Like all moms, I tried to do my best and follow all the suggested timelines for my kids regarding health screenings. We go to all recommended well visits, dental visits, etc., but there was one visit that slipped through the cracks, an eye exam. Even being a second time Mom, I did not receive a recommendation to see an optometrist for either of my kids during toddlerhood. As a glasses/contacts wearer, I knew eye exams were important and I knew that vision was genetic, so going to get an eye exam for my kids was a no brainer. I had taken my oldest daughter to her first appointment at 5 and planned a similar approach with my youngest. Well, our plans were a bit derailed.
My toddler was squinting.
Last Summer my husband and I noticed our two year old sometimes squinted when she pointed at something that was far away. We weren’t sure if it was out of necessity or just a quirk, but as someone who wore glasses since age seven, I definitely took notice. As a busy Mom, I somehow put off making an appointment for a few months after running into a long wait to get an appointment with our preferred Pediatric Ophthalmologist. In fact, it was nearly Halloween when I finally made the appointment after her teacher told me she noticed the squinting and that my daughter was sometimes ignoring the board while she was teaching. At that point, I didn’t want to wait any longer, and because the Ophthalmologist was still booked for two months, we made an appointment with an Optometrist to see what was going on with her eyes.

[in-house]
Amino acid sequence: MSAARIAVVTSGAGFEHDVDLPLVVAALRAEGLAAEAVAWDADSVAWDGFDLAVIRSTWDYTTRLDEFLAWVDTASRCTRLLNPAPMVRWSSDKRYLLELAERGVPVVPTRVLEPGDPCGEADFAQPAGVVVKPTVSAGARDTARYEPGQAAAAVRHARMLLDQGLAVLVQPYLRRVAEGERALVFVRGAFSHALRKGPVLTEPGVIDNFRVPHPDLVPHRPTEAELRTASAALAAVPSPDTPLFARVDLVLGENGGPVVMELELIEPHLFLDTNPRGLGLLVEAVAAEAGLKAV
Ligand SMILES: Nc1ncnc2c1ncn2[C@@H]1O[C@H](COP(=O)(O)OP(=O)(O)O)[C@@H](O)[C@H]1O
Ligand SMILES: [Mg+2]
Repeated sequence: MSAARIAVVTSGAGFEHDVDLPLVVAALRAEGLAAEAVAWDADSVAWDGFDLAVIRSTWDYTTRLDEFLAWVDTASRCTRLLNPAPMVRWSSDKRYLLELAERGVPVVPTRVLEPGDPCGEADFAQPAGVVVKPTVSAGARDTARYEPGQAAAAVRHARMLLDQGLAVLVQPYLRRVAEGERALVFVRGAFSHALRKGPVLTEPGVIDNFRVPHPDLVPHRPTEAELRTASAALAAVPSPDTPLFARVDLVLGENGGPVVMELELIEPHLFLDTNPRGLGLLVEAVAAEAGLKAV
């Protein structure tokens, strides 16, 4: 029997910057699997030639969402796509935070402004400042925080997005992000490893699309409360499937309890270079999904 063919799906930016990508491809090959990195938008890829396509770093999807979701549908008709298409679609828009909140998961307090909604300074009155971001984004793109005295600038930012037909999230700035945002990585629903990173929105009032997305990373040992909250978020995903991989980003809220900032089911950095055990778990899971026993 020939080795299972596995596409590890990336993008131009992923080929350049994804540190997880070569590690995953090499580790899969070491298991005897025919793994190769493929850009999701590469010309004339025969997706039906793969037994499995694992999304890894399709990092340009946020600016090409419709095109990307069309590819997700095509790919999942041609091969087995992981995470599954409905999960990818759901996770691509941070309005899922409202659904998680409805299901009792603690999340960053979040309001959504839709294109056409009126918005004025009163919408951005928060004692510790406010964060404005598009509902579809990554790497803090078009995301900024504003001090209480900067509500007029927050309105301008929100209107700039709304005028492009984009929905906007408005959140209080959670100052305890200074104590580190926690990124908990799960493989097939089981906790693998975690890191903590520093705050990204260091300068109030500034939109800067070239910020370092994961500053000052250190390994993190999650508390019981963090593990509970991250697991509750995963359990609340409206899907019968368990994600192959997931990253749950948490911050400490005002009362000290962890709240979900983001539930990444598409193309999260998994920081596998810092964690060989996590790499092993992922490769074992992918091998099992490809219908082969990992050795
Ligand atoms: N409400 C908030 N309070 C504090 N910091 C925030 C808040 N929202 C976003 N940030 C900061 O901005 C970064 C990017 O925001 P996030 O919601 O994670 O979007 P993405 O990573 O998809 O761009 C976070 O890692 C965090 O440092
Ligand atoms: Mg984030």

To my surprise, my little three-year-old had astigmatism and slight vision lost. As we went through the appointment, I was amazed by the technology used to diagnose her needs. They had her look into this cool “viewfinder” type device that took a picture of her eyes and diagnosed her astigmatism. Then we moved to the examination chair where the doctor used a series of pictures to determine her vision needs. I was impressed with the technology and the patience of the doctor who helped with my cranky toddler who had missed a nap. After the exam, she explained that her astigmatism means that her corneas are not perfectly round but slightly oval which causes the squinting. Her brain automatically knows how to adjust her eyes to help her to see better. Her vision loss is at the level of reading glasses but she explained that because of her immediate change in confidence once she was able to see clearly it would be wise to get her into a pair of glasses.
We went out to the lobby and I let her pick out the glasses that she loved. We agreed on an adorable pair of hot pink glasses that made her smile! Her teachers and our family were awesome about making a big deal about her cool pink glasses to ensure that her confidence was not lost. My only regret is not getting the scratch-resistant lenses!